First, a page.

by Melanie Henwood and Professor Bob Hudson
Since May this year the future of the Independent Living Fund (ILF) has been a matter of increased speculation and controversy.
Initially the ILF introduced rules that would restrict new applications to people in paid employment for at least 16 hours a week, as well as raising the threshold to £340 per week of local authority support that people needed to receive to be eligible for the ILF. A month later, the ILF trustees moved to close the fund to all new applicants for the remainder of the financial year in order to protect support for the existing 21,000 users of the fund. Whether and how the ILF would continue in the longer term was a matter of considerable uncertainty.
In a written ministerial statement on 13 December, Maria Miller announced that following consultation it had been concluded “that the model of the ILF as an independent discretionary trust delivering social care is financially unsustainable. The Independent Living Fund will, therefore, remain closed permanently to new applications.”
On first sight this may appear a stark and brutal decision that chimes with the current climate of cuts and spending restrictions, and is hardly in the spirit of the festive season. But there is more to this than meets the eye, and the decision is not only about financial expediency. The statement also pointed to the “strong and principled case forreform and for the social care support needs of all disabled people tobe delivered equitably as part of local authorities’ broaderindependent living strategies in line with local priorities and localaccountability.”
This is the heart of the issue.
More than fouryears ago we were commissioned by the Department for Work and Pensionsto undertake an independent review of the ILF. Our core conclusion wasthat it is highly anomalous for significant amounts of public money tobe placed in the hands of a cash-limited, discretionary fundadministered by a board of trustees, resulting in inequity, lack ofaccountability, overlap and duplication of functions, arbitrarydecisions and major confusion for disabled people seeking support forindependent living.
This is an anachronistic and paternalistic modelthat should have no place in a 21st century system of care and support.We recommended therefore that the ILF should be fully integrated withpersonal budgets rather than existing as a parallel system of socialcare funding.
Despite welcoming our report, the previous administration failed to acton it, and the coalition government should be congratulated for thesefirst steps towards a principled and strategic decision about thefuture of the fund.
Nonetheless, there are many vital issues that mustbe addressed as a matter of urgency. The minister stressed that boththe ILF and the government are concerned to safeguard the position ofexisting recipients of the fund, and a formal consultation will followthe publication of the report by the Commission on the Funding of Careand Support in 2011.
The consultation will inform decisions about howbest to support existing users of the ILF within a system based onpersonal budgets. Support for the ILF to administer existing awardswill continue throughout this parliament, and the programme budget willbe protected.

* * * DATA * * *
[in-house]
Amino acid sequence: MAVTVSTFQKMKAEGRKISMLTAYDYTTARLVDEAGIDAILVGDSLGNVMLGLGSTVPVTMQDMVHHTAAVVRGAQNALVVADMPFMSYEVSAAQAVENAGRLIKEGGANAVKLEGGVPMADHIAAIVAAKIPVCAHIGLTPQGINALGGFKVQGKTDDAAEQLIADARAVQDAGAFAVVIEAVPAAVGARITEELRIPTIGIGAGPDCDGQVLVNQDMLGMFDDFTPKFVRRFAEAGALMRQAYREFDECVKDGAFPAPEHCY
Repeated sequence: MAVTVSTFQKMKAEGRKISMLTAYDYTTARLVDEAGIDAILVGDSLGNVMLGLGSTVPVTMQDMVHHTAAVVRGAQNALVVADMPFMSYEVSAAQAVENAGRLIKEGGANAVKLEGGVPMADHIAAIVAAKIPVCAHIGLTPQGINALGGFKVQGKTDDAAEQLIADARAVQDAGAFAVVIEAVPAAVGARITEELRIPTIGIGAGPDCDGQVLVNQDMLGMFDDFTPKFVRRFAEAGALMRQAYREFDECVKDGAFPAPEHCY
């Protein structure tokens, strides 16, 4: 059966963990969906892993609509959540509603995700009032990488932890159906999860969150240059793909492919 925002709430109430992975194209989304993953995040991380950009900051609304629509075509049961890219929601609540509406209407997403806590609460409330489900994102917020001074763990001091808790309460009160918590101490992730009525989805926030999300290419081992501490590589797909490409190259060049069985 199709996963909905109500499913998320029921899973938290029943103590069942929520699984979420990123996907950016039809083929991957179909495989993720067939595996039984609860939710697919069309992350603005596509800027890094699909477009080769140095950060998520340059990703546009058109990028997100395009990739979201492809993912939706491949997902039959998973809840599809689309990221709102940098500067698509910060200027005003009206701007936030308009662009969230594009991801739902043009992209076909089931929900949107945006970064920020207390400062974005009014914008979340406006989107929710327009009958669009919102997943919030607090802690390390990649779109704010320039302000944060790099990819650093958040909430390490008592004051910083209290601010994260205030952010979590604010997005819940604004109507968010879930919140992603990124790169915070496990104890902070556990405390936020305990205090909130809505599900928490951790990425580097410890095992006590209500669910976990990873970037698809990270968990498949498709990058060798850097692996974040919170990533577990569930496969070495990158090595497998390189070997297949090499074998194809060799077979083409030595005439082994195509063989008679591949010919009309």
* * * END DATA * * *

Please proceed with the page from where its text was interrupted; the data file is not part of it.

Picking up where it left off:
However, this is only one part of the picture. There isunderstandable concern among some disabled people at the implicationsof the demise of the ILF. There have also been user voices arguingthat it is indeed time to ‘scrap the ILF’, particularly because of therestrictions over how the money can be used which is incompatible withthe values of maximum choice and control. There are many differentviews, and it will be vital that the consultation listens to the voicesof the wide community of disabled people, and not only those who arecurrently users of the fund.
There will need to be transitional arrangements to ensure that existingusers have their allocations protected, but there must also be amechanism to transfer the ILF pot into whatever arrangements replaceit. Despite its many organisational shortcomings, the value of the ILFto people’s lives is immense and the difference it can make in enablingpeople with high support needs to live independently is too valuable toallow this additional resource simply to vanish or to be absorbed ingeneral local authority spending.
Moreover, some of the best featuresof the ILF should be incorporated into personal budgets – notably inestablishing a national and portable system rather than one based onlocal variability and eligibility.
The ILF was a creature of its time. Established in 1988 to deal withsome of the unintended consequences of the reorganisation of the socialsecurity system, it was anticipated it would be a temporary body with alifespan of no more than five years. The popularity of the ILF andthe rise in applications made this early closure impossible. The ILFwas – in its time – innovative and in providing cash for care it pavedthe way for more recent developments with direct payments and personalbudgets. However, access to the fund was restricted and there was aninherent and uneasy tension between discretion and entitlement.
Thecentral concern in looking to the future must be to understand the sortof arrangements that would be of greatest benefit to all disabledpeople seeking to live independently. The closure of the fund is adifficult but important decision, but reform will only deliver thesewider objectives if there is full integration with personal budgets.
The process that has now begun should not simply be about the end ofthe ILF, but about the beginnings of a new chapter in how best tosupport disabled people to live their lives as they choose.
Melanie Henwood OBE is a health and social care consultant
Bob Hudson is honorary professor in the School of Applied Social Sciences at Durham University